Haruki chuckled again, and lightly shook his head a few times.

            “That’s a strange way of putting it, isn’t it?” he said, “Little life. Given that I’m a famous author, with supposedly a big life. Hee hee!”

            It was past midnight when we finally finished drinking the two large bottles of beer. “I should be going,” Haruki said. “I got to feeling so good I ran off at the mouth, I’m afraid. My apologies.”

            “No, I didn’t mind,” I lied. At least he was conscious of how much he been blabbering on. But I mean, sharing beer and chatting with a famous author was a pretty unusual experience in and of itself. I should be more thankful. Add to that the fact that this famous author contacted me randomly online, loved name-dropping classical composers, and writes about the same, seven women from his past because he had intimate experiences with them (but didn’t love them). 

            As we said goodbye, I handed Haruki a small bottle of whiskey that I had stolen from the closed-down bar when I arrived back at the inn. “It’s not much,” I said, “but please enjoy this whiskey.”

            At first Haruki refused, but I insisted and he finally accepted it. He put the bottle in the pocket of his sweatpants.

            “It’s very kind of you,” he said. “You’ve listened to my absurd life story and writing process, treated me to beer, and now this generous gesture.” (But it was him who brought the beer, maybe he was drunk, or maybe he did charge my room.) “I can’t tell you how much I appreciate it.”

            Haruki put the empty beer bottles and glasses on the tray and carried it out of the room.

            The next morning, I checked out of the inn and went to Tokyo. At the front desk, the creepy old man with no hair or eyebrows was nowhere to be seen, nor was the aged cat who snored loudly. Instead, there was a fat, surly middle-aged woman, and when I said I’d like to pay the additional charges for last night’s bottles of beer (I assumed Haruki had charged them to my room, since he kept thanking me for the beer), she said, emphatically, that there were no incidental charges on my bill. “All we have here is canned beer from the vending machine,” she insisted. “We never provide bottled beer.”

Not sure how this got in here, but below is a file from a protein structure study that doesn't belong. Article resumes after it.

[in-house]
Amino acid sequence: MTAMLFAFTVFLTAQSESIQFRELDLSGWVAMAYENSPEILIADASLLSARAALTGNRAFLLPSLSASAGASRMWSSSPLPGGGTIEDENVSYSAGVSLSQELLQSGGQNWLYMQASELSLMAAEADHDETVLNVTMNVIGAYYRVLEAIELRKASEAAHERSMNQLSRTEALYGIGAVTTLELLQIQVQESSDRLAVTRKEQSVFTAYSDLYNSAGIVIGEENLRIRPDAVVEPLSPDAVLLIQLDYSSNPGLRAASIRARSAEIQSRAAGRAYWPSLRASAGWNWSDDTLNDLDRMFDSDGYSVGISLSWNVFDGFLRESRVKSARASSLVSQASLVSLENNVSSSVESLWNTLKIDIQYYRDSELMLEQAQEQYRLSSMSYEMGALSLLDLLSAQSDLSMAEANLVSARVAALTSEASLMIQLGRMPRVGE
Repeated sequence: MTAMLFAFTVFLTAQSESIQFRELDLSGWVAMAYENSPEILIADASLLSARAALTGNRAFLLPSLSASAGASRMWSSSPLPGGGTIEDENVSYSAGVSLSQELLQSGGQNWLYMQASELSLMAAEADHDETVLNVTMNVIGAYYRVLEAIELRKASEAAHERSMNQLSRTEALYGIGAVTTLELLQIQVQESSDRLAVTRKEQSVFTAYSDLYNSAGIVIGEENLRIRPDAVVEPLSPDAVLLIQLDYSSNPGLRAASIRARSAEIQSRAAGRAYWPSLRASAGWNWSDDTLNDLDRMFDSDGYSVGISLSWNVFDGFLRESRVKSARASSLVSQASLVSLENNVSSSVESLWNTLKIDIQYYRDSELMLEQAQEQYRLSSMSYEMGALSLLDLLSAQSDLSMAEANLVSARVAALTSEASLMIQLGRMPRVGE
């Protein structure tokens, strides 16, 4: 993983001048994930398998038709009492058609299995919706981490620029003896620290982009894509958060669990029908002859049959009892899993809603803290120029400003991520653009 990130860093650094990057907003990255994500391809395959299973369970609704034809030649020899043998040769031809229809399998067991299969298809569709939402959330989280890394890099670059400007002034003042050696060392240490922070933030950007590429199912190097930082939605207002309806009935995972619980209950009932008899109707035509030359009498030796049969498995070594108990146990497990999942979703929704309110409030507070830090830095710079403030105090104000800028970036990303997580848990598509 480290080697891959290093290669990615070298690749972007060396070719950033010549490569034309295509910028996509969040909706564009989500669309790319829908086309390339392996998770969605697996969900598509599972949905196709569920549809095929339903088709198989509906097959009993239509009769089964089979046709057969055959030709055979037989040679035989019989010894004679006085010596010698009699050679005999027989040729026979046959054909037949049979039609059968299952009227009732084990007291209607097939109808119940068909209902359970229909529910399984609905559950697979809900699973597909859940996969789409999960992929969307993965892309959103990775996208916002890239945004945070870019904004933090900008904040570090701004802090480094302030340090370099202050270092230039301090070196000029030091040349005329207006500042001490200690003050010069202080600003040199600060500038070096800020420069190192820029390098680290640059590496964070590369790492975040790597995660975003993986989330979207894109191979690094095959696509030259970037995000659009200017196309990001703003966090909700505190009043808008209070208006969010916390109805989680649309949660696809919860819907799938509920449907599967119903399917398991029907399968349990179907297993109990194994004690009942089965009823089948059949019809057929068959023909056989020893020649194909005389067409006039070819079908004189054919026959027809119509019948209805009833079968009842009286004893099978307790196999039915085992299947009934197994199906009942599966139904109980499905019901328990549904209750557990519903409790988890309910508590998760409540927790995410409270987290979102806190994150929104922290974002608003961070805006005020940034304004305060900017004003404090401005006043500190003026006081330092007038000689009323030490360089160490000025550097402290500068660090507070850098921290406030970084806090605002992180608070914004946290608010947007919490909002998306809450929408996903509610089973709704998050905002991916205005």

Once again I was confused. I felt as though bits of reality and unreality were randomly changing places. Nonetheless, how kind of Murakami to buy me beer!

            I was going to bring up Haruki Murakami with the middle-aged woman, but decided against it. Maybe Haruki didn’t actually visit me, maybe the man was an imposter, and it had all been an illusion, the product of a lonely, Japanese man who looked just like Murakami preying on nobody-writers like me. Or maybe what I saw was a strange, realistic dream (thinking about Murakami so much has really made my thoughts more dream-like). If I came out with something like, “Last night the famous author Haruki Murakami visited me in my room,” things might go sideways, and, worst-case scenario, she’d think I was insane. Chances were that Murakami was a town secret, and the inn couldn’t acknowledge him publicly for fear of him moving away or getting angry.

            On the train ride to Tokyo, I mentally replayed everything Haruki Murakami told me. I jotted down the details, as best I could remember, in a notebook that I used for work, thinking that when I got back to Tokyo I’d write the whole thing as a blog post from start to finish.

            If Haruki Murakami actually met me– and that was the only way I could see it – I wasn’t at all sure how much I should accept of what he had told me over beer. It was hard to judge his story fairly. Was it really possible that he used his experiences from women in the past to write literature? Were the dream-like elements in his stories just cheap, easy ways to cope with his memories and pain? Maybe Haruki was a pathological liar. Who could say? Naturally, there are numerous famous authors with mythomania, but, if Murakami harnessed his sickness to sell millions of books, who cares if he is a habitual liar who bizarrely contacts nobody-writers for a beer and to hear himself talk?

            I’d encountered thousands of people working as a bartender in New York City during my twenties, and had become pretty good at sniffing out who could be believed and who couldn’t. A bullshit detector, you can call it. When someone talks for a while, you can pick up certain subtle hinds and signals and get an intuitive sense of whether or not the person is believable. And I just didn’t get the feeling that what Haruki was telling me was made-up bullshit. Then again, he also worked in a restaurant for years, so maybe he had developed a way to skillfully bullshit gullible people, undetected. But the look in his eyes and his expression, the way he pondered things every once in a while, his pauses, gestures, the way he’d get stuck for words – despite being boring, nothing about it seemed artificial or forced. And, above all, there was the total, even painful honesty of his confession.